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NHS figures reveal 852 babies weighing 10lbs or more were born across the country last year – with some tipping the scales at more than 12lbs.
Babies weighing 9lbs 14oz or more are considered oversized – or macrosomic – by medical authorities in Scotland.
Health experts warn women who are overweight or obese can give birth to heavier babies because the foetus receives more sugar through the placenta.
They say overweight mums are at an increased risk of having a complicated pregnancy, including developing maternal diabetes, which affects around one in 20 pregnancies and can lead to a baby being born too large.
Oversized babies are at increased risk of stillbirth, getting stuck during delivery, and having a lifetime of health complications, including heart disease and diabetes.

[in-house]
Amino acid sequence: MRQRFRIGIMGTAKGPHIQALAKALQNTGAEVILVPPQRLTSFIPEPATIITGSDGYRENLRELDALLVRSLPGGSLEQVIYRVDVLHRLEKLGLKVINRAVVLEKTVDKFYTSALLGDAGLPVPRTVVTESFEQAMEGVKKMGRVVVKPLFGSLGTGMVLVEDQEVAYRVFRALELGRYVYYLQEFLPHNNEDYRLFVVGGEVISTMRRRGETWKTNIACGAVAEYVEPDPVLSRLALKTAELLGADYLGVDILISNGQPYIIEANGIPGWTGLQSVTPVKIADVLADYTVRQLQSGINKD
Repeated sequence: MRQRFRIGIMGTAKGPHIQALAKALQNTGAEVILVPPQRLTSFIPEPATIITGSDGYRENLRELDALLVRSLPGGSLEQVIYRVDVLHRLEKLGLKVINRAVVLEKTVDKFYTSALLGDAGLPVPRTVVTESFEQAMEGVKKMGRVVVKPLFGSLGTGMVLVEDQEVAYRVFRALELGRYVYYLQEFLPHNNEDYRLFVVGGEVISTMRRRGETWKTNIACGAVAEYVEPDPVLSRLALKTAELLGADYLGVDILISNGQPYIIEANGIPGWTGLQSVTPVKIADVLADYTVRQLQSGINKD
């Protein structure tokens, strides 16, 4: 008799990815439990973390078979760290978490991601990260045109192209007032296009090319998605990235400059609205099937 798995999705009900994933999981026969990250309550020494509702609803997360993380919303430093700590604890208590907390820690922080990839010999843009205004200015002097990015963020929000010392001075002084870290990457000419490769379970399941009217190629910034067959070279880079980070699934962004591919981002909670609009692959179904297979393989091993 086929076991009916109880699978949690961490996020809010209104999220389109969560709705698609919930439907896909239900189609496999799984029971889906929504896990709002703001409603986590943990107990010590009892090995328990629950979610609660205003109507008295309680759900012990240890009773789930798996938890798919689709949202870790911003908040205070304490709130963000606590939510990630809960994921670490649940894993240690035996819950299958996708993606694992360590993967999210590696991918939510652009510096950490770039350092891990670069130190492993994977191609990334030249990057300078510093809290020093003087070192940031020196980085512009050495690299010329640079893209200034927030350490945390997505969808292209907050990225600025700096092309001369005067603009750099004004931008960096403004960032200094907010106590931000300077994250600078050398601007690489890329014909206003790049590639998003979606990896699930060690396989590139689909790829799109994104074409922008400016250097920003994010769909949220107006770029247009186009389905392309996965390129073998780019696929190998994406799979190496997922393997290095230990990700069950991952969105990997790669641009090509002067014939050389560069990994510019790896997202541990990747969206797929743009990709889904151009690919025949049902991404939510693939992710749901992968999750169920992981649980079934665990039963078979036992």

Scotland’s heaviest baby in 2015 was born in the NHS Lanarkshire area weighing 13lb 1oz – almost double the size of an average newborn. NHS figures show that 852 babies weighing 10lbs or over were born in Scottish hospitals last year.
Scotland’s largest health board, NHS Greater Glasgow and Clyde, saw 236 macrosomic babies born, with around half born by C-section.
In NHS Lothian 168 babies were born weighing more than 10lbs. NHS Lanarkshire saw 75, NHS Grampian had 81 and there were 72 in NHS Ayrshire and Arran.
Of those births, around half were by C-section or assisted delivery, such as forceps, which can lead to increased health risks in unborn babies.
Gillian Smith, director for the Royal College of Midwives in Scotland, said bigger babies put increased pressure on midwives and doctors.